What do the Texas primary elections tell us? For one, women are running—and winning

Former El Paso County Judge, Veronica Escobar, reacts after winning her Democratic primary race for the 16th congressional district in El Paso, Texas, U.S., March 6, 2018. Picture taken March 6, 2018. REUTERS/Julio-Cesar Chavez - RC1D3007B6A0

The 2018 midterms began this week with primary contests in Texas. As the year goes on, these elections will tell us a great deal about the future of American politics in both parties which is why, here at Brookings, we are studying every congressional candidate in every congressional primary. We’ve done this study twice before and both times, it has told us a great deal about what is happening within the two very large tents we call American political parties.

Midterms are often interpreted as referendums on the incumbent president, and this year will be no exception. Given the extraordinary nature of the Trump presidency, there is a great deal of interest in reading the tea leaves that a midterm season yields. One early piece of evidence is the fact that turnout in the Texas primaries was the highest it has ever been in a non-presidential year—a likely indication of high voter interest and mobilization to come. However, while Democrats improved their share of the vote, there were still more Republican voters that showed up to the polls.

Not only did a record number of women run in Texas, a record number won their primary or advanced to a runoff primary election.

As expected, the number of women running for office has surged in 2018—and Texas is no exception. Not only did a record number of women run in Texas, a record number won their primary or advanced to a runoff primary election. As the following graph illustrates, compared to 2014, women more than tripled as a share of all primary winners (or runoff contenders). If this trend continues in the subsequent primary states, the women’s energy we have been seeing since the march on Inauguration weekend in 2017 could be transformative.

Another dynamic that we analyze in our studies of primaries is ideological division within each political party. We do this by coding the websites of every candidate who files with their state’s Secretary of State Office and who gets himself or herself on the primary ballot. On the Democratic side, in Texas, there appears to be an upsurge in self-identified progressive candidates compared to the previous two election years. If this trend keeps up in other states, it will be an indication that Bernie Sanders’ presidential campaign and the activism it inspired is having an impact on the Democratic Party.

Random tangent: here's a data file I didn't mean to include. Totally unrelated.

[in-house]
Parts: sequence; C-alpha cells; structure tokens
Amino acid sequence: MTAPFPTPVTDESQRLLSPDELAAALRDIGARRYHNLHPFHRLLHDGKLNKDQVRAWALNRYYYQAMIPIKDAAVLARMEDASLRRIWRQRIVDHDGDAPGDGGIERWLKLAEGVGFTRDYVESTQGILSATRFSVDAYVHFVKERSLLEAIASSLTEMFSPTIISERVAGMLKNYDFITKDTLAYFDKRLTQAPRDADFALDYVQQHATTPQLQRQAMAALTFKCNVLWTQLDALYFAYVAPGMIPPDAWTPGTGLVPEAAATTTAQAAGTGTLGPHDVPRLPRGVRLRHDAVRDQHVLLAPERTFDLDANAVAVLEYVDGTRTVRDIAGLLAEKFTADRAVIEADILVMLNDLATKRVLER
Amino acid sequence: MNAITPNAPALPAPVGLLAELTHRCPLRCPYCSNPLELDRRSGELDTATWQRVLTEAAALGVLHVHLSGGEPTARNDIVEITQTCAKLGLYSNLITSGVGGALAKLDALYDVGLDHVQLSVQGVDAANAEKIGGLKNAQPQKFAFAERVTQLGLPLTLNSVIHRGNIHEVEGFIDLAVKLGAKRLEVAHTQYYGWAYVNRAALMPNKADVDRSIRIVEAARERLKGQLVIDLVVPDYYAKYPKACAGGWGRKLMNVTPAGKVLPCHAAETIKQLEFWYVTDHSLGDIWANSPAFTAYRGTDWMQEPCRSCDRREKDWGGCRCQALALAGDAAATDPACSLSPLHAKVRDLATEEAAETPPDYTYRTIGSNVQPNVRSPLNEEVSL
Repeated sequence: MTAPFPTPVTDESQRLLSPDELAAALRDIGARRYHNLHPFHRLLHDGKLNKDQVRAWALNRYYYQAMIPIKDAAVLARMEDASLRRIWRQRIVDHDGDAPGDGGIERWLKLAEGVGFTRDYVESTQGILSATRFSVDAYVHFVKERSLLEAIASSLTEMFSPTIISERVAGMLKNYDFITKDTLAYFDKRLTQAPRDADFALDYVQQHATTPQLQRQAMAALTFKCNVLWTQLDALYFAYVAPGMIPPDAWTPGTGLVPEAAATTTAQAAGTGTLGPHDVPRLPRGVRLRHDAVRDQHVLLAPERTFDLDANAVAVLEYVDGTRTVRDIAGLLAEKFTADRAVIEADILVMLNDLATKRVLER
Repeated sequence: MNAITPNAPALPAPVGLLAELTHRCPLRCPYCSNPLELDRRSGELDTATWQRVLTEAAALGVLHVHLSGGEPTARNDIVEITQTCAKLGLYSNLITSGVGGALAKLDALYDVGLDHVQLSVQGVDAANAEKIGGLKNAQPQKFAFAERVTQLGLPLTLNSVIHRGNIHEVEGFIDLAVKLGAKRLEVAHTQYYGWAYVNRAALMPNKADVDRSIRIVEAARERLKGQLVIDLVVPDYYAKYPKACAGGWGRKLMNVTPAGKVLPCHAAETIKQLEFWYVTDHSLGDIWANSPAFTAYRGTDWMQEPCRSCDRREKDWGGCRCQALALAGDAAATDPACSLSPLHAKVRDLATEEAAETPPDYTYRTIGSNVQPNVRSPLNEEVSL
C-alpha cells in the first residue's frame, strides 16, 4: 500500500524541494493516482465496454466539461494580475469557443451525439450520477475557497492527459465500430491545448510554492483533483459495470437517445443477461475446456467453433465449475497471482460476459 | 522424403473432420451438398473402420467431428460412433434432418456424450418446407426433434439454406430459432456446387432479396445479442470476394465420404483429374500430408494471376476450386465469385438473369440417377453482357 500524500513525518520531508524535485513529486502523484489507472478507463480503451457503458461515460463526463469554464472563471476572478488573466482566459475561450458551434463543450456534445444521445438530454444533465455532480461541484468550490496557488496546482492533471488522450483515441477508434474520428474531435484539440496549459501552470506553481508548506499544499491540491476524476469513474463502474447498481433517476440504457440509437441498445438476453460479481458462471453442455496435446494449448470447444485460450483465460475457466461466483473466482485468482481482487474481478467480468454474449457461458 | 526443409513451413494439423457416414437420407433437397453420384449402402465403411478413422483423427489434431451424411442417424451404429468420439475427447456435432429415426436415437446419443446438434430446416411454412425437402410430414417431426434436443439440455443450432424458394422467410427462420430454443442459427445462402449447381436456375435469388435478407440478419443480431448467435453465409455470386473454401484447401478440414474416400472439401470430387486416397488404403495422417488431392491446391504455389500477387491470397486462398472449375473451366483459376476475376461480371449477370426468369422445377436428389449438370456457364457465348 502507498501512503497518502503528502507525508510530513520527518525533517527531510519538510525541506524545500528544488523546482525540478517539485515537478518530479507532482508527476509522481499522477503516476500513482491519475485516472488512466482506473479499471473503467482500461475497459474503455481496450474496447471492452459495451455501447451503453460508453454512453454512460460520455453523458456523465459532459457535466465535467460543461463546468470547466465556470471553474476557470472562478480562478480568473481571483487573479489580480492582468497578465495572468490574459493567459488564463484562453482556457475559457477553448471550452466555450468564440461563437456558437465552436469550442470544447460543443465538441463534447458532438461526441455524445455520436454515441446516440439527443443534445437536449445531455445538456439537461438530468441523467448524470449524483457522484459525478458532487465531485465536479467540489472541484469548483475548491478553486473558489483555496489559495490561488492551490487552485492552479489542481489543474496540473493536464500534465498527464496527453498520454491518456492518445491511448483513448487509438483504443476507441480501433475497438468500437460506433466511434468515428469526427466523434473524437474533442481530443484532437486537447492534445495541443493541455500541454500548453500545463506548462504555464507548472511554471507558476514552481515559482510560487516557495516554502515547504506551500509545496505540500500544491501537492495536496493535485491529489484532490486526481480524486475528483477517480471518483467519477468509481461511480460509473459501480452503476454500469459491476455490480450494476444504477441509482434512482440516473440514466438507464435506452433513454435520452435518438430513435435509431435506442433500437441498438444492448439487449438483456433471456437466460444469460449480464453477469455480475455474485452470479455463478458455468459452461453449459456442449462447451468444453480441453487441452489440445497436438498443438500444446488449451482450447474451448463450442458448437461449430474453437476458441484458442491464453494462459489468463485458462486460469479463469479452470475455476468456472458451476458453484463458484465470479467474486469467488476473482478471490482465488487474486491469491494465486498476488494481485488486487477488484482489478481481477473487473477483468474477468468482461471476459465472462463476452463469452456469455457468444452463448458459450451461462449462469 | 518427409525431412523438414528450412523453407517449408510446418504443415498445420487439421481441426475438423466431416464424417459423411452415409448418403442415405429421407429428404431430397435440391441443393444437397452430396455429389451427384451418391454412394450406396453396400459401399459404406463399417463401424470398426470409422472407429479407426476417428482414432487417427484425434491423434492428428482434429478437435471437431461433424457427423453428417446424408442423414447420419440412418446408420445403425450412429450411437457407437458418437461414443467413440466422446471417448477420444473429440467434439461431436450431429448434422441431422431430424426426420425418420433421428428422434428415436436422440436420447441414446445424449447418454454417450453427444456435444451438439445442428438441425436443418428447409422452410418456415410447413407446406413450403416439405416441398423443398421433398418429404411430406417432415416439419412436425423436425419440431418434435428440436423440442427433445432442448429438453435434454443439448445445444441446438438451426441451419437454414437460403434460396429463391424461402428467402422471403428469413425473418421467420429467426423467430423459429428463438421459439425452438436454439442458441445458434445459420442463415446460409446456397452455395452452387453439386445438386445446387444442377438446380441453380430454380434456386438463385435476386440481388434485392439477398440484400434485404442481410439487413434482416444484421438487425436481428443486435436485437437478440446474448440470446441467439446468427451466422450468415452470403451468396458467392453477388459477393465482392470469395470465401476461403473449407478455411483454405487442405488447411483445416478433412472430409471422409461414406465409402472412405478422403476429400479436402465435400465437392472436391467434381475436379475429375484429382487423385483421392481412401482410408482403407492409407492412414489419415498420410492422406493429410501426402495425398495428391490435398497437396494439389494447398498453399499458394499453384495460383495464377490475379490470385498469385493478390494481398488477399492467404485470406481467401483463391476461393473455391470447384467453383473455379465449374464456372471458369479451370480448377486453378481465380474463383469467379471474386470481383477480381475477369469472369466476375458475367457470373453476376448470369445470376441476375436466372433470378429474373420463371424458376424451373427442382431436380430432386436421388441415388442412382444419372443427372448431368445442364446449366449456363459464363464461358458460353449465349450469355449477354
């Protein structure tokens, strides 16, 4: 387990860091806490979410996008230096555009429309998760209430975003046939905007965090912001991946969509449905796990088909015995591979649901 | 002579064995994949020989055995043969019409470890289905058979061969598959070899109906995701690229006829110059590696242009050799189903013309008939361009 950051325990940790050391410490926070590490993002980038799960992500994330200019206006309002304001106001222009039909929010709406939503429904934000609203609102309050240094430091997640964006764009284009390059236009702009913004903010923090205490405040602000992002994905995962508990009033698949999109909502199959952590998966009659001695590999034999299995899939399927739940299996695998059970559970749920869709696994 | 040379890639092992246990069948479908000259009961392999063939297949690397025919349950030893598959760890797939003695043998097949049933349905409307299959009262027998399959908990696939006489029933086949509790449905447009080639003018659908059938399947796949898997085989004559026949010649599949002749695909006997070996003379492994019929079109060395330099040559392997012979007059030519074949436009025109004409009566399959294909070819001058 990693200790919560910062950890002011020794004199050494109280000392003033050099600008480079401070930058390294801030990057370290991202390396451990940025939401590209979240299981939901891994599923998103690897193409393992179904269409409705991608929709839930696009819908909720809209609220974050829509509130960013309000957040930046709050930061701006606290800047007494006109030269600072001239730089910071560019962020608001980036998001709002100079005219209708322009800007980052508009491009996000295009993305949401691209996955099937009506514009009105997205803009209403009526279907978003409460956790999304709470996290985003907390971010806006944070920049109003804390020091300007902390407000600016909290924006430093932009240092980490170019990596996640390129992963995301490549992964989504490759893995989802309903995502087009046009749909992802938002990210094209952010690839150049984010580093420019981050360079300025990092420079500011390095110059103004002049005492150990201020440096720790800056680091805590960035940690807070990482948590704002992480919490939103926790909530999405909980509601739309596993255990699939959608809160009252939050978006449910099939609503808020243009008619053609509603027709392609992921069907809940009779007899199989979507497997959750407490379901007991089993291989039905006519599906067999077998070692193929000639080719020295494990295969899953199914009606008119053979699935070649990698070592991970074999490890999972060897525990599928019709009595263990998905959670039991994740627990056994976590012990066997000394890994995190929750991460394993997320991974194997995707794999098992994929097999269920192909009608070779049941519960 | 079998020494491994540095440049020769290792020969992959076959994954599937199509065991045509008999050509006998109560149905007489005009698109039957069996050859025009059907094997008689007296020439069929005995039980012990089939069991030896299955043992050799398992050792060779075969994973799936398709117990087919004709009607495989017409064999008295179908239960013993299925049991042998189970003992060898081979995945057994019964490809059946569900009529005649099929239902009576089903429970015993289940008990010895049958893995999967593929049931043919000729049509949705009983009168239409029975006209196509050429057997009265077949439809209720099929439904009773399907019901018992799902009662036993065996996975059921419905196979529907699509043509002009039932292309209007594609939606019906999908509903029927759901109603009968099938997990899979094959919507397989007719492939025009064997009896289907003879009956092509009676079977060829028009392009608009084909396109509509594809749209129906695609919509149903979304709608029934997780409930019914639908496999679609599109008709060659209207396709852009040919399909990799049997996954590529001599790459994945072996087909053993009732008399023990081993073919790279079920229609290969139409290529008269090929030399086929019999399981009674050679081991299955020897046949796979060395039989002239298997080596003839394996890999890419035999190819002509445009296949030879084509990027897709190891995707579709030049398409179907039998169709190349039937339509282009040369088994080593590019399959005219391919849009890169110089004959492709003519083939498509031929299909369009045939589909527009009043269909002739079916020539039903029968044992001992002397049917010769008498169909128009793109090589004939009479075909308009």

Not only are more self-identified progressives running in Texas this year but they are doing fairly well. As the following table indicates, about 40 percent of all the progressive non-incumbents running in Texas won the primary or advanced to a runoff, similar to the number of establishment Democrats who won or advanced to a runoff. However, we should note that progressive candidates were not uniformly distributed across the Lone Star State. Eleven Democratic primaries featured two or more progressives vying for their party’s nomination—five of whom were battling for a chance to take on Rep. Mike McCaul (R-10) this November.

Democratic Party Category Win Adv. to Runoff Lose
Establishment 9
Moderate 1
Progressive 5

Election Results Source: Politico (Preliminary Results)

The most notable feature of the Republican House primary candidates is the large decrease in self-identified Tea Party supporters. In 2014, the first year we began studying primary contestants, the Tea Party was the largest faction. By 2016, their numbers had dwindled. In 2018, that trend continued, as did the uptick in the number of conservative candidates that began in 2016 and continued into 2018.

As we noted in 2016, to a certain extent, the label “conservative” seemed to usurp the Tea Party label. In the recent Texas primaries, self-identified conservatives seemed to perform better than business/establishment Republicans, with 15 such candidates winning or advancing to a runoff. However, in many districts, conservatives were running against one another, so the following table does not tell as straightforward of a story as it first appears. Nine Republican primaries featured two or more conservative Republicans and there were eleven conservatives in one Republican primary alone—the race for retiring Rep. Lamar Smith’s seat.

Republican Party Category Win Adv. to Runoff Lose
Business/Establishment 3
Conservative 3
Tea Party 0

Election Results Source: Politico (Preliminary Results)

A word of caution to the reader: these are results from Texas only. We won’t have a complete picture until September when the last states hold their primaries. In the meantime, turnout could continue to surge in subsequent primaries or it could fall back to more traditional levels. Women candidates could continue to win or not. Progressives and conservatives could do well in the primaries but then cost their respective parties losses in the general election—as some Tea Party candidates did in 2010. Our goal is to follow this story and tell as much of it as our data allow.